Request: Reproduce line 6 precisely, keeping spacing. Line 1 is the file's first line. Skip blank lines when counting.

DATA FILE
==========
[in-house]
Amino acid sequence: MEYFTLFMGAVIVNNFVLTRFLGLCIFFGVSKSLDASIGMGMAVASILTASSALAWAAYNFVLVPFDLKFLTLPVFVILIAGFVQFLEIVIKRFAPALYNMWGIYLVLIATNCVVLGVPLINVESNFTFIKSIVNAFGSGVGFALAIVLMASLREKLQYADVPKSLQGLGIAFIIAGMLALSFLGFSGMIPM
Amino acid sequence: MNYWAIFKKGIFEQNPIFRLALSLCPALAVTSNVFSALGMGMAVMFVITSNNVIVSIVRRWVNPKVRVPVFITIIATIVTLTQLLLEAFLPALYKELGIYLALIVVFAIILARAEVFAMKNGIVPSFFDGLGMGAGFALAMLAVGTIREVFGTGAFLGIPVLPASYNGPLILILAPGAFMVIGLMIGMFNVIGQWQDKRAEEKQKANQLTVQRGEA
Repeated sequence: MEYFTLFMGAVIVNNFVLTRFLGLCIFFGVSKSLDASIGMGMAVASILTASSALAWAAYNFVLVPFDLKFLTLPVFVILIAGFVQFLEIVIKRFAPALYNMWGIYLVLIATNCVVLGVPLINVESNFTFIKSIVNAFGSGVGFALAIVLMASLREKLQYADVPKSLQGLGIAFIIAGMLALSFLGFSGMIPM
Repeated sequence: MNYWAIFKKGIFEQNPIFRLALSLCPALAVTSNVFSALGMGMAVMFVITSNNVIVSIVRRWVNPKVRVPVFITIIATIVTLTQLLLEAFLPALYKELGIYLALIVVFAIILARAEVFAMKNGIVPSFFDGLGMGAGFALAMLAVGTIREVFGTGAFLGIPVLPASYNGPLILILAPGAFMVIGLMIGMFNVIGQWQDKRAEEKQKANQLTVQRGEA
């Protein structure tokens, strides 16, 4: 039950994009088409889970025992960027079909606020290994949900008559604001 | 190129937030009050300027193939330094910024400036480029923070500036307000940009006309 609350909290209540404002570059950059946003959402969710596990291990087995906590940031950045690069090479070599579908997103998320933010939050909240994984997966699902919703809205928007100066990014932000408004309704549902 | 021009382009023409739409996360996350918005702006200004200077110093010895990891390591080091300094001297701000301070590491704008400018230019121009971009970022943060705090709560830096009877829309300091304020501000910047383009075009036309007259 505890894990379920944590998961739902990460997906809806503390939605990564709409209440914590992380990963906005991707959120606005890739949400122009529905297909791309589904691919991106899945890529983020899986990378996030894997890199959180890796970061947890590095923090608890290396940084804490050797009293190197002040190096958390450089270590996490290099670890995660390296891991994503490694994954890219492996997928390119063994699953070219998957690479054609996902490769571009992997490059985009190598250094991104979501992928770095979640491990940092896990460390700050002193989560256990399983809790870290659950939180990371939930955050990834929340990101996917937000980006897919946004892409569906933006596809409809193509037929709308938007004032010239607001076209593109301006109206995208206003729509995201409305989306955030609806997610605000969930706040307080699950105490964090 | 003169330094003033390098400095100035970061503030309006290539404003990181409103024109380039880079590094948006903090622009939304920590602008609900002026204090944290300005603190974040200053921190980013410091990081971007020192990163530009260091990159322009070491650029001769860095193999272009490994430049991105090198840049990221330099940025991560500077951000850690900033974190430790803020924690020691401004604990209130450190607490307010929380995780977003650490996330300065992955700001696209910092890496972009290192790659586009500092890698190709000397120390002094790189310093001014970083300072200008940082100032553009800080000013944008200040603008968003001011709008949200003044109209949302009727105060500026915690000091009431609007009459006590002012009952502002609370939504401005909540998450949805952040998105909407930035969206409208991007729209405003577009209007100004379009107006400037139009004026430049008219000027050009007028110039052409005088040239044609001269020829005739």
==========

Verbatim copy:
């Protein structure tokens, strides 16, 4: 039950994009088409889970025992960027079909606020290994949900008559604001 | 190129937030009050300027193939330094910024400036480029923070500036307000940009006309 609350909290209540404002570059950059946003959402969710596990291990087995906590940031950045690069090479070599579908997103998320933010939050909240994984997966699902919703809205928007100066990014932000408004309704549902 | 021009382009023409739409996360996350918005702006200004200077110093010895990891390591080091300094001297701000301070590491704008400018230019121009971009970022943060705090709560830096009877829309300091304020501000910047383009075009036309007259 505890894990379920944590998961739902990460997906809806503390939605990564709409209440914590992380990963906005991707959120606005890739949400122009529905297909791309589904691919991106899945890529983020899986990378996030894997890199959180890796970061947890590095923090608890290396940084804490050797009293190197002040190096958390450089270590996490290099670890995660390296891991994503490694994954890219492996997928390119063994699953070219998957690479054609996902490769571009992997490059985009190598250094991104979501992928770095979640491990940092896990460390700050002193989560256990399983809790870290659950939180990371939930955050990834929340990101996917937000980006897919946004892409569906933006596809409809193509037929709308938007004032010239607001076209593109301006109206995208206003729509995201409305989306955030609806997610605000969930706040307080699950105490964090 | 003169330094003033390098400095100035970061503030309006290539404003990181409103024109380039880079590094948006903090622009939304920590602008609900002026204090944290300005603190974040200053921190980013410091990081971007020192990163530009260091990159322009070491650029001769860095193999272009490994430049991105090198840049990221330099940025991560500077951000850690900033974190430790803020924690020691401004604990209130450190607490307010929380995780977003650490996330300065992955700001696209910092890496972009290192790659586009500092890698190709000397120390002094790189310093001014970083300072200008940082100032553009800080000013944008200040603008968003001011709008949200003044109209949302009727105060500026915690000091009431609007009459006590002012009952502002609370939504401005909540998450949805952040998105909407930035969206409208991007729209405003577009209007100004379009107006400037139009004026430049008219000027050009007028110039052409005088040239044609001269020829005739």